If you are like most business owners and managers, you don’t understand exactly what service level agreements (SLAs) are all about. However, you likely have an SLA at your office. SLAs indicate the types of service a managed IT service provider offers and what to expect from that service. Such an agreement should be read as closely as possible, yet few people invest the time necessary for such an in-depth reading. Let’s take a closer look at what your Los Angeles IT support’s SLA should include.
The Details of an SLA
When you are provided with an SLA from your Los Angeles IT support provider, you should read it over to get a better sense of the services you will receive. Reading this agreement makes it that much easier to determine if the provider is worth its keep or if a different vendor will prove ideal. The bottom line is your business is highly unique so the nuances of your SLA should be tailored to your nuanced needs.
The SLA should list the entirety of the IT services provided, whether they are backup and disaster recovery, cloud services, or something else. The SLA should explain exactly how the services are offered without any room for interpretation. Every last detail should be provided to prevent potential questions about why specific services are not recognized or available. Conditions of the availability of services must also be outlined to prevent legal disputes. However, this requires metrics in the context of service expectations.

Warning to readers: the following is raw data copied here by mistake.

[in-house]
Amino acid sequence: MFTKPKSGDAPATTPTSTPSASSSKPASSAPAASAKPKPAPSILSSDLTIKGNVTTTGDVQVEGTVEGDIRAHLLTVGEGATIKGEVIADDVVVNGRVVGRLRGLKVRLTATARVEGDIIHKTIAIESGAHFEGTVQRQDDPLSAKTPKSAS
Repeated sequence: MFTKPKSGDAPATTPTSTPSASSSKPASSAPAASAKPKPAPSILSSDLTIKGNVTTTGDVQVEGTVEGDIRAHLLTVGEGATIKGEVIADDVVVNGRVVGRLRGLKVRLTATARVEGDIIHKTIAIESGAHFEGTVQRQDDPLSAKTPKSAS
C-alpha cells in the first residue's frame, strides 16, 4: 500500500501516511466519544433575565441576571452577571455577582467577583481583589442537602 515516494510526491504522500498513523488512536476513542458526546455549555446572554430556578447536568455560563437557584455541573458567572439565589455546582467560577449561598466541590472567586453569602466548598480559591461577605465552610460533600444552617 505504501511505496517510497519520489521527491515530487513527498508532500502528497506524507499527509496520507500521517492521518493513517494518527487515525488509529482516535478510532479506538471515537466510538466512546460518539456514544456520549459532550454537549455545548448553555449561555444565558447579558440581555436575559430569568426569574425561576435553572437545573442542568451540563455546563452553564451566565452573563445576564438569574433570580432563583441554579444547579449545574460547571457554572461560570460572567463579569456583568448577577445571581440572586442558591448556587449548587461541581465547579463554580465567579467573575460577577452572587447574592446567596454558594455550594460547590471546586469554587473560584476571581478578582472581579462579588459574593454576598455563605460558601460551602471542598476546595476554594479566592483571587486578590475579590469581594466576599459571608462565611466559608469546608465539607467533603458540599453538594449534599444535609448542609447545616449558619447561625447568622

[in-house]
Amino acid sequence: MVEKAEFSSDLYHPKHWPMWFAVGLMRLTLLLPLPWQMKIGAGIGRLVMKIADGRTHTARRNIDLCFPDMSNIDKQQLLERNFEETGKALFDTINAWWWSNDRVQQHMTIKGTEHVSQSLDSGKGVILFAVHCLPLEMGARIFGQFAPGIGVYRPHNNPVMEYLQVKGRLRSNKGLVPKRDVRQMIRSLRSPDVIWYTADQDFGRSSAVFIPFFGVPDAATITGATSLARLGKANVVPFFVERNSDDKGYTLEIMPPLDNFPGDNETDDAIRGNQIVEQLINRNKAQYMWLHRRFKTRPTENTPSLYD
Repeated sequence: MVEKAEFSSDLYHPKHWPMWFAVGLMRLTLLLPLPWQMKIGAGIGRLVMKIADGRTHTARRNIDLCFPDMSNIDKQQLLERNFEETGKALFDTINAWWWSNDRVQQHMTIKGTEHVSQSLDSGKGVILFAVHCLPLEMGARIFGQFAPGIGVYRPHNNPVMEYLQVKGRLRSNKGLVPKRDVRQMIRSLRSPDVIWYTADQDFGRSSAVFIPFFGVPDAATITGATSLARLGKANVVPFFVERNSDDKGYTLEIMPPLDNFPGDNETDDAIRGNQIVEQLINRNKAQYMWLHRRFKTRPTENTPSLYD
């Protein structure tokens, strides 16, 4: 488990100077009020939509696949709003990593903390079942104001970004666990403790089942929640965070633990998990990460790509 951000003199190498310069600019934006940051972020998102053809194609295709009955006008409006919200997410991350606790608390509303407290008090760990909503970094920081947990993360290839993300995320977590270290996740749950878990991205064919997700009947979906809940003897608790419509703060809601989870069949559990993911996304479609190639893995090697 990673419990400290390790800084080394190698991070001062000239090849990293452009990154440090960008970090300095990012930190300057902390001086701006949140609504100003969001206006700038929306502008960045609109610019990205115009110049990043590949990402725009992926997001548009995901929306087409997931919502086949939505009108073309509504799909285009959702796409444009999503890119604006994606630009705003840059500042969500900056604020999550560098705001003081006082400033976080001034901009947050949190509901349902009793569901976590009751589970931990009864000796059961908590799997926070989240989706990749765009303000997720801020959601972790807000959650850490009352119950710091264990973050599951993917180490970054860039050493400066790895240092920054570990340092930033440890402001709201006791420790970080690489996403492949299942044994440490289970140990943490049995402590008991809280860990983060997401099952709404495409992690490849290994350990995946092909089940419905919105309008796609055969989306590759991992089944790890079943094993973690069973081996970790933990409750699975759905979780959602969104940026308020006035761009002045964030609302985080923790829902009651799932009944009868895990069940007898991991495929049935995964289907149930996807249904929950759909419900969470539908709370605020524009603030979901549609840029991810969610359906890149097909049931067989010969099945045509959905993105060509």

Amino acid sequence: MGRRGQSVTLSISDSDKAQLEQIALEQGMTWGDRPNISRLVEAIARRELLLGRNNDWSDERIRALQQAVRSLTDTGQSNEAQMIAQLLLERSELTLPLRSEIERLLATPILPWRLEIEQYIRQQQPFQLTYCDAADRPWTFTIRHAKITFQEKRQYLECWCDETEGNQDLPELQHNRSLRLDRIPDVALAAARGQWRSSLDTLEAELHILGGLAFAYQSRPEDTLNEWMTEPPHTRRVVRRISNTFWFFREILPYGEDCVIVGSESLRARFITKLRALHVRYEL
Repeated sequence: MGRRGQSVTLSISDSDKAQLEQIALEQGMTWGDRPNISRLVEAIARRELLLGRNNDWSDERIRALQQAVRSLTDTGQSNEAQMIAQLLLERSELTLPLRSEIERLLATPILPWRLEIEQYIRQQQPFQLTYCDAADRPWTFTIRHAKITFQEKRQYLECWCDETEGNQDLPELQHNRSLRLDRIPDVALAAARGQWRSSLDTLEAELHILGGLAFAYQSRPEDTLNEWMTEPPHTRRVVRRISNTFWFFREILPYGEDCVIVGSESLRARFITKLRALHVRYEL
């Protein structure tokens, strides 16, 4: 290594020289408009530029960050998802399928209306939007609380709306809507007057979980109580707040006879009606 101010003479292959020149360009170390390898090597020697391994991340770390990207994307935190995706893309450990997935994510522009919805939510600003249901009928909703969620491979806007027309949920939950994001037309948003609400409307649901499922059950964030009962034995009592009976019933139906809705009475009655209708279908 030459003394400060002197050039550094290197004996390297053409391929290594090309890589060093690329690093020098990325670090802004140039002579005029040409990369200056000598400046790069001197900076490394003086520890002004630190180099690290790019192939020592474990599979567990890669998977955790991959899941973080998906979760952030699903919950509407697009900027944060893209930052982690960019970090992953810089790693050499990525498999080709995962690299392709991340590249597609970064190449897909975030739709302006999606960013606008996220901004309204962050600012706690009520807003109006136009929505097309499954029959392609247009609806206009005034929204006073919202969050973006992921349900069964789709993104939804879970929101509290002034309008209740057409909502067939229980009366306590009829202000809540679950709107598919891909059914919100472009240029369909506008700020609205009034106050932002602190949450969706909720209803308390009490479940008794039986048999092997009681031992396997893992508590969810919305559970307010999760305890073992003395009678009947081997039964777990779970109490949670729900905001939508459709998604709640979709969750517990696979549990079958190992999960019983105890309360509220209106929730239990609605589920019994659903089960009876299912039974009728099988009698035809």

SLAs typically contain plenty of acronyms. Let’s take a quick look at a couple of the top acronyms included in SLAs to help you better understand these documents. As an example, MTBF is short for "mean time between failure", meaning the amount of time necessary for a provider to solve a problem. MTTR is short for "mean time to repair".
The Shift Toward Shorter SLAs
More and more customers are requesting comparably brief SLAs that keep things as simple and short as possible. After all, an abundance of legalese makes it that much more difficult to understand the document. However, the SLA must explain services, the people involved, and other basics. The SLA must also have a specific end date that pinpoints exactly when the contract will come to an end. So, don’t hesitate to look into your current SLA to get a sense of whether it is accurate, informative, and keys in on all the necessary components listed above. When in doubt, reach out to your IT service provider for more information or a potential amendment to the SLA.
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